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J Neurol. 2018 Apr;265(4):976-983. doi: 10.1007/s00415-017-8708-4. Epub 2017 Dec 16.

Transthyretin familial amyloid polyneuropathy: an update.

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Department of Neurology and Amyloid Network, University Hospital Henri Mondor, 51 Avenue du Maréchal de Lattre de Tassigny, 94000, Créteil, France.


Transthyretin familial amyloid polyneuropathy (TTR-FAP) is a progressive, fatal, inherited disorder first identified in Portugal and now recognized in all continents. Over the past decade, thanks to the availability of the genetic test, our knowledge on the range of clinical expressions of this disorder has expanded, including different patterns and progression rates of the neuropathy, as well as aspects of the cardiomyopathy, which can be prominent. In the mean time, new tools are being developed to detect earlier TTR amyloid deposition such as cardiac scintigraphy with technetium-labelled pyrophosphate tracers or small nerve fiber alterations from skin biopsies, or using neurophysiological approaches as well as magnetic resonance neurography (MRN). Such refinements, along with an increased awareness of the disease, should reduce the diagnostic delay and facilitate early treatment. In this regard, thanks to a better understanding of the TTR amyloid formation, major advances have been made, allowing for therapeutic developments which are less invasive than liver transplantation (LT). TTR stabilizer drugs are safe and seem to delay the disease progression in some groups of patients. Indeed, positive results have just been released from 2 phase III trials on TTR gene modifiers, namely silencing RNA and antisense oligonucleotide therapies. These recent advances open a new area in the field with the hope that we can safely bring about long-term stabilization of the disease. Furthermore, immunotherapies targeting the amyloid deposits are being explored.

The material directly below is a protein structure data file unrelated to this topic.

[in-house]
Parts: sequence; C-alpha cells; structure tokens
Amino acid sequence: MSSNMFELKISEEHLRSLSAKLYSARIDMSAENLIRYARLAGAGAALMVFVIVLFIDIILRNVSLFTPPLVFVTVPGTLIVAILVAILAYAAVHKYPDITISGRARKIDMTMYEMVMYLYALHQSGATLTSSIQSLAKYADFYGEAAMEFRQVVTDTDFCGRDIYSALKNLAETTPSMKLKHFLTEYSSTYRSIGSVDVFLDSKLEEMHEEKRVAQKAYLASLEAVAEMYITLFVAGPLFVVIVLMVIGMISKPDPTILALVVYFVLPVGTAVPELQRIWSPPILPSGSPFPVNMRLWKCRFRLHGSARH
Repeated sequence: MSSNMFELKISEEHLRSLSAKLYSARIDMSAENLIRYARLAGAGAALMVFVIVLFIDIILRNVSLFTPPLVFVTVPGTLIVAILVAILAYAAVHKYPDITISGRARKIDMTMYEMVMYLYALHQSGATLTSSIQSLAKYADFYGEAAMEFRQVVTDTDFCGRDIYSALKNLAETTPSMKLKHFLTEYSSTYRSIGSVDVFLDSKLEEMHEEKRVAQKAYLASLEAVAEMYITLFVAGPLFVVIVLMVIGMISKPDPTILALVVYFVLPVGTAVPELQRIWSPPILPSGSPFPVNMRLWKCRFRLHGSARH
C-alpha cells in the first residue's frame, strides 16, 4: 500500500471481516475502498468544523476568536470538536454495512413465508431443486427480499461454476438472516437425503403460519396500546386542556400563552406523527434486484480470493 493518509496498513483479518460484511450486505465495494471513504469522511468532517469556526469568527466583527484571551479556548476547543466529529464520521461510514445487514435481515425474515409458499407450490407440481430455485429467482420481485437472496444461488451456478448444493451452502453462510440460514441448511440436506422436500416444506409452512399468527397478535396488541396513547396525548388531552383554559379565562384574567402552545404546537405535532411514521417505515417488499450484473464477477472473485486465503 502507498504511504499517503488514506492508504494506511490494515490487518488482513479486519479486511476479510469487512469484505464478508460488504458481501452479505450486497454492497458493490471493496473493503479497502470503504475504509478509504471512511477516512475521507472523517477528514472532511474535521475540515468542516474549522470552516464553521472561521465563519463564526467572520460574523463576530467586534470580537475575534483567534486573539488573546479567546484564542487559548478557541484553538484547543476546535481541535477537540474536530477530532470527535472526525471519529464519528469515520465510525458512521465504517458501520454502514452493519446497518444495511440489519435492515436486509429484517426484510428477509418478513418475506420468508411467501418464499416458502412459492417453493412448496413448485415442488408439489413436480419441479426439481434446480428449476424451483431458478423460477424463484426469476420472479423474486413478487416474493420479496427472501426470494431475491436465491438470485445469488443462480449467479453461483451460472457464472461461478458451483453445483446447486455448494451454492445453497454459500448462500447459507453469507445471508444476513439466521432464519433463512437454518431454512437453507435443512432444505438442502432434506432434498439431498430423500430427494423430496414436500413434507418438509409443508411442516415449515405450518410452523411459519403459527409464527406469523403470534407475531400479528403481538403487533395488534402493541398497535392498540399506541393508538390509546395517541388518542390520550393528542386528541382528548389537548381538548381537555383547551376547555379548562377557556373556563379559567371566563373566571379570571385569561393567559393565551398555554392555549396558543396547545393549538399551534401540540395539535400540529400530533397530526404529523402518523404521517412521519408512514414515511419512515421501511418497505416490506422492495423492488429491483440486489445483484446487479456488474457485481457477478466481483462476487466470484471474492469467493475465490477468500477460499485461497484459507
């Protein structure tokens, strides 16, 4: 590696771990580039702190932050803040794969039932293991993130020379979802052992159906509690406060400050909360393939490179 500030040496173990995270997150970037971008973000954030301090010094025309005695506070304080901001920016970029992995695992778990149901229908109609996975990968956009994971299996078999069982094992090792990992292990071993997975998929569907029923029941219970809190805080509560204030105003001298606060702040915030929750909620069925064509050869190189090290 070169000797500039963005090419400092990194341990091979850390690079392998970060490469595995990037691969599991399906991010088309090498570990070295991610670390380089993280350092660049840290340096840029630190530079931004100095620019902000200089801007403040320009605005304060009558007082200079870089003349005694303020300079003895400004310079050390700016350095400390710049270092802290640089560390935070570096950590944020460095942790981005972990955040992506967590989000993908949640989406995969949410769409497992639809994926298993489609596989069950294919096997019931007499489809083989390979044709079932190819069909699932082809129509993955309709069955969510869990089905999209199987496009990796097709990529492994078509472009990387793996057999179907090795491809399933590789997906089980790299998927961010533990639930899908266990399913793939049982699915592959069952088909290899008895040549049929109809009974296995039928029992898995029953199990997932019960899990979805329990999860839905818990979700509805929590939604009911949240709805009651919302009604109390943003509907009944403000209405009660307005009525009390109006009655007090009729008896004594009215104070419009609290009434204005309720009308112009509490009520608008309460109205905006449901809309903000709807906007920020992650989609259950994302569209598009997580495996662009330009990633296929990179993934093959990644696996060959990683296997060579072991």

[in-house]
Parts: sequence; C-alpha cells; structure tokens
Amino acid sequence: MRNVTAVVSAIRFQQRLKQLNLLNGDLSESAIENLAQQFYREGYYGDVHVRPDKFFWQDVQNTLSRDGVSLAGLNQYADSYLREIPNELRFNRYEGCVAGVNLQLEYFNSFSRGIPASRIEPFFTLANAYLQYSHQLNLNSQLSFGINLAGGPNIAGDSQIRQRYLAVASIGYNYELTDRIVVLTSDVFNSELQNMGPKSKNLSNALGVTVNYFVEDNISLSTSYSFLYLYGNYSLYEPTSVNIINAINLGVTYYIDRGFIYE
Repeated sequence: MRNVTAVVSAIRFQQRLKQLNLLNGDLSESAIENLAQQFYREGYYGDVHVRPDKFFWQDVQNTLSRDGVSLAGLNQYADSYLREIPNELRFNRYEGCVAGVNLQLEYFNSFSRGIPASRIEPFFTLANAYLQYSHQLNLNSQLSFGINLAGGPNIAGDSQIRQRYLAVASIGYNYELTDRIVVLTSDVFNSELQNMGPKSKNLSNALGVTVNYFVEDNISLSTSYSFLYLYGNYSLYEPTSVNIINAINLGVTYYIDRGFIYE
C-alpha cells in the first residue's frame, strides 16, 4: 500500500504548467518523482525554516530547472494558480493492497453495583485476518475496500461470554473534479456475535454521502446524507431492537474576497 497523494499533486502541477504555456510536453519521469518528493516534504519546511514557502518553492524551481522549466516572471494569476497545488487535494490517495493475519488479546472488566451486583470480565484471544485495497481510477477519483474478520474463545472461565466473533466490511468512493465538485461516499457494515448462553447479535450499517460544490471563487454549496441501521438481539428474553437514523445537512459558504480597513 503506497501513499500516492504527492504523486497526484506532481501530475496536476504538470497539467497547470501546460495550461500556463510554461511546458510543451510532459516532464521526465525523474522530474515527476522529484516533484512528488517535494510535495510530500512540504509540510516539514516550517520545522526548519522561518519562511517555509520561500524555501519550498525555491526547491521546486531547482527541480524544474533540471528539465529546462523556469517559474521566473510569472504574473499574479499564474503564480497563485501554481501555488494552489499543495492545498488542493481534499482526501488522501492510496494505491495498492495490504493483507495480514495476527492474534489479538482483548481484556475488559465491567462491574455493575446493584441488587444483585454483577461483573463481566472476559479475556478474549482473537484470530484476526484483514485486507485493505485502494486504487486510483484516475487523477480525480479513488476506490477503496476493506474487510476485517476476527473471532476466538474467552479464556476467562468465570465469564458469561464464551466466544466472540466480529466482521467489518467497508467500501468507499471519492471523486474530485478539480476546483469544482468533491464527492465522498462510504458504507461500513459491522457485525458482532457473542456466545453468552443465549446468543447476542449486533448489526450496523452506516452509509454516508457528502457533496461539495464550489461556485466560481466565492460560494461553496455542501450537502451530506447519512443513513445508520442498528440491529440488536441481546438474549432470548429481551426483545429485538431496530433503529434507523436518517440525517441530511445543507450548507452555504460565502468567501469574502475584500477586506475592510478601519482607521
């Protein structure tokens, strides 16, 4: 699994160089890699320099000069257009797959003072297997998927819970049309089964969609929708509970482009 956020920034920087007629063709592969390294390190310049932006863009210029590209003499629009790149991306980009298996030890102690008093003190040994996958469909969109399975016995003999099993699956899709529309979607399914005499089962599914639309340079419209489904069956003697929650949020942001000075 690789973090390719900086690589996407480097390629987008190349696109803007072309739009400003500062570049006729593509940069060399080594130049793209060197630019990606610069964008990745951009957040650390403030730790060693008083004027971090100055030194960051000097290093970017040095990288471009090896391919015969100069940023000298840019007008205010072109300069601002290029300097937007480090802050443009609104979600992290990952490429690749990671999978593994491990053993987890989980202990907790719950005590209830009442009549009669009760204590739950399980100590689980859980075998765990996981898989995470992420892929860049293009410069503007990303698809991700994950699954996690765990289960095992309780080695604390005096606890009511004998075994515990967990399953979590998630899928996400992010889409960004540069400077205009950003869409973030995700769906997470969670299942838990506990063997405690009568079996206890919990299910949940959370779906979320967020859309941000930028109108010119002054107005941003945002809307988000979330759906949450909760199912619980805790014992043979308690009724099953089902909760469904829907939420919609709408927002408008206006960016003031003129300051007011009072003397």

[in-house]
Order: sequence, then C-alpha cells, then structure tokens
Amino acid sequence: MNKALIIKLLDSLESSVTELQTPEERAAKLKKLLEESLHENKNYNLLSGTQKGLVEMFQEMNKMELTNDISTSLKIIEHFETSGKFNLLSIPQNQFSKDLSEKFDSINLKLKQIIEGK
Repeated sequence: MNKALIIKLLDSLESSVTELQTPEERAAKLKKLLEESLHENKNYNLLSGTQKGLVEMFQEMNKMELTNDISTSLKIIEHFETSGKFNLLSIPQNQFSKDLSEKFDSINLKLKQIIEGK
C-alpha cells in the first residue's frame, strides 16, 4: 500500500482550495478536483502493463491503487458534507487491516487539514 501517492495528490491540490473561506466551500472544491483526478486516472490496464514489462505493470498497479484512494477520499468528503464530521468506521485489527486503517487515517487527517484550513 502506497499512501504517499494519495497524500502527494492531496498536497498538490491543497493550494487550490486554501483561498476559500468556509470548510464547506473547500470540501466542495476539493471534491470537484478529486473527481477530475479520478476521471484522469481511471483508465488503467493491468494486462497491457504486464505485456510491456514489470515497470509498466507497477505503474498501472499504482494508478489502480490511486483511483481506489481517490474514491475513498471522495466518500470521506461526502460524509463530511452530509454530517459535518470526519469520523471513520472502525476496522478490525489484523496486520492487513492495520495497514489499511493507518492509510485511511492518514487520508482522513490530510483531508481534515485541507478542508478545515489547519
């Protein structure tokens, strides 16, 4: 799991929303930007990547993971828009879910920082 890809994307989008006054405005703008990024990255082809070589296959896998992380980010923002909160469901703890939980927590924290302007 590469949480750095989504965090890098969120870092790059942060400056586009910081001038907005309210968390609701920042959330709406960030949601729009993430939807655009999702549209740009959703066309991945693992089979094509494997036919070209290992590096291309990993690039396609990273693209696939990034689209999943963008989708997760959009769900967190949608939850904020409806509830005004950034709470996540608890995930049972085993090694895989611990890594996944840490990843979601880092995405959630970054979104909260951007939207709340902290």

Gene modifyers therapy; Genetic; Neuropathy; Transthyretin amyloidosis; Treatment

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